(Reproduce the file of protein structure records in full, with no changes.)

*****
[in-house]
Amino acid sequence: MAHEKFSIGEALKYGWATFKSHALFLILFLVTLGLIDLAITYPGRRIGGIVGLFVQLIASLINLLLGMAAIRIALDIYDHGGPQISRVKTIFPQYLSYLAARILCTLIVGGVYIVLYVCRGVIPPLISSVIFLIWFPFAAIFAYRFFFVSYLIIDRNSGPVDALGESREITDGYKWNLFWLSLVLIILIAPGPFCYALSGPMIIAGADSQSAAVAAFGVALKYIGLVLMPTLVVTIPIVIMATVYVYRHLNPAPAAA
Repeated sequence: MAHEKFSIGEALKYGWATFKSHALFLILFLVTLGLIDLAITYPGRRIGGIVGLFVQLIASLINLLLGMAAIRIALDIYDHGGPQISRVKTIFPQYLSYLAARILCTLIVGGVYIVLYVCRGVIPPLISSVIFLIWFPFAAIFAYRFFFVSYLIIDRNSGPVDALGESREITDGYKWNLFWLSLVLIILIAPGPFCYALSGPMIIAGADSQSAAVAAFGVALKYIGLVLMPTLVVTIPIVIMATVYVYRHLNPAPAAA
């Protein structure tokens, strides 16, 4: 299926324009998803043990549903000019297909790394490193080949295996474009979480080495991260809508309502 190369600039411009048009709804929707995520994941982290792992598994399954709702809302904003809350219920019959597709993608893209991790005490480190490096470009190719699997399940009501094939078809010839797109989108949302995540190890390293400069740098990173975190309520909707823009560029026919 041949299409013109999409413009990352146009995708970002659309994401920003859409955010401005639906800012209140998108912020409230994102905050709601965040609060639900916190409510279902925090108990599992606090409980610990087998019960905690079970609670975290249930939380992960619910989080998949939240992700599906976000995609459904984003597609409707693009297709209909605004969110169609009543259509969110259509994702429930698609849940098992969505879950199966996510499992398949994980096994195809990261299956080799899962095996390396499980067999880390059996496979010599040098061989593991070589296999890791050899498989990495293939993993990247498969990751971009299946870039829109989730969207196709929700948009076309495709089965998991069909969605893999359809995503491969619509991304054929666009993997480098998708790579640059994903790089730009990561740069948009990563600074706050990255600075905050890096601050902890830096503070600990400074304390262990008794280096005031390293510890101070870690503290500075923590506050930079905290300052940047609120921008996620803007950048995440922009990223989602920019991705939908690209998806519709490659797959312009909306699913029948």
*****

[in-house]
Amino acid sequence: MAHEKFSIGEALKYGWATFKSHALFLILFLVTLGLIDLAITYPGRRIGGIVGLFVQLIASLINLLLGMAAIRIALDIYDHGGPQISRVKTIFPQYLSYLAARILCTLIVGGVYIVLYVCRGVIPPLISSVIFLIWFPFAAIFAYRFFFVSYLIIDRNSGPVDALGESREITDGYKWNLFWLSLVLIILIAPGPFCYALSGPMIIAGADSQSAAVAAFGVALKYIGLVLMPTLVVTIPIVIMATVYVYRHLNPAPAAA
Repeated sequence: MAHEKFSIGEALKYGWATFKSHALFLILFLVTLGLIDLAITYPGRRIGGIVGLFVQLIASLINLLLGMAAIRIALDIYDHGGPQISRVKTIFPQYLSYLAARILCTLIVGGVYIVLYVCRGVIPPLISSVIFLIWFPFAAIFAYRFFFVSYLIIDRNSGPVDALGESREITDGYKWNLFWLSLVLIILIAPGPFCYALSGPMIIAGADSQSAAVAAFGVALKYIGLVLMPTLVVTIPIVIMATVYVYRHLNPAPAAA
């Protein structure tokens, strides 16, 4: 299926324009998803043990549903000019297909790394490193080949295996474009979480080495991260809508309502 190369600039411009048009709804929707995520994941982290792992598994399954709702809302904003809350219920019959597709993608893209991790005490480190490096470009190719699997399940009501094939078809010839797109989108949302995540190890390293400069740098990173975190309520909707823009560029026919 041949299409013109999409413009990352146009995708970002659309994401920003859409955010401005639906800012209140998108912020409230994102905050709601965040609060639900916190409510279902925090108990599992606090409980610990087998019960905690079970609670975290249930939380992960619910989080998949939240992700599906976000995609459904984003597609409707693009297709209909605004969110169609009543259509969110259509994702429930698609849940098992969505879950199966996510499992398949994980096994195809990261299956080799899962095996390396499980067999880390059996496979010599040098061989593991070589296999890791050899498989990495293939993993990247498969990751971009299946870039829109989730969207196709929700948009076309495709089965998991069909969605893999359809995503491969619509991304054929666009993997480098998708790579640059994903790089730009990561740069948009990563600074706050990255600075905050890096601050902890830096503070600990400074304390262990008794280096005031390293510890101070870690503290500075923590506050930079905290300052940047609120921008996620803007950048995440922009990223989602920019991705939908690209998806519709490659797959312009909306699913029948």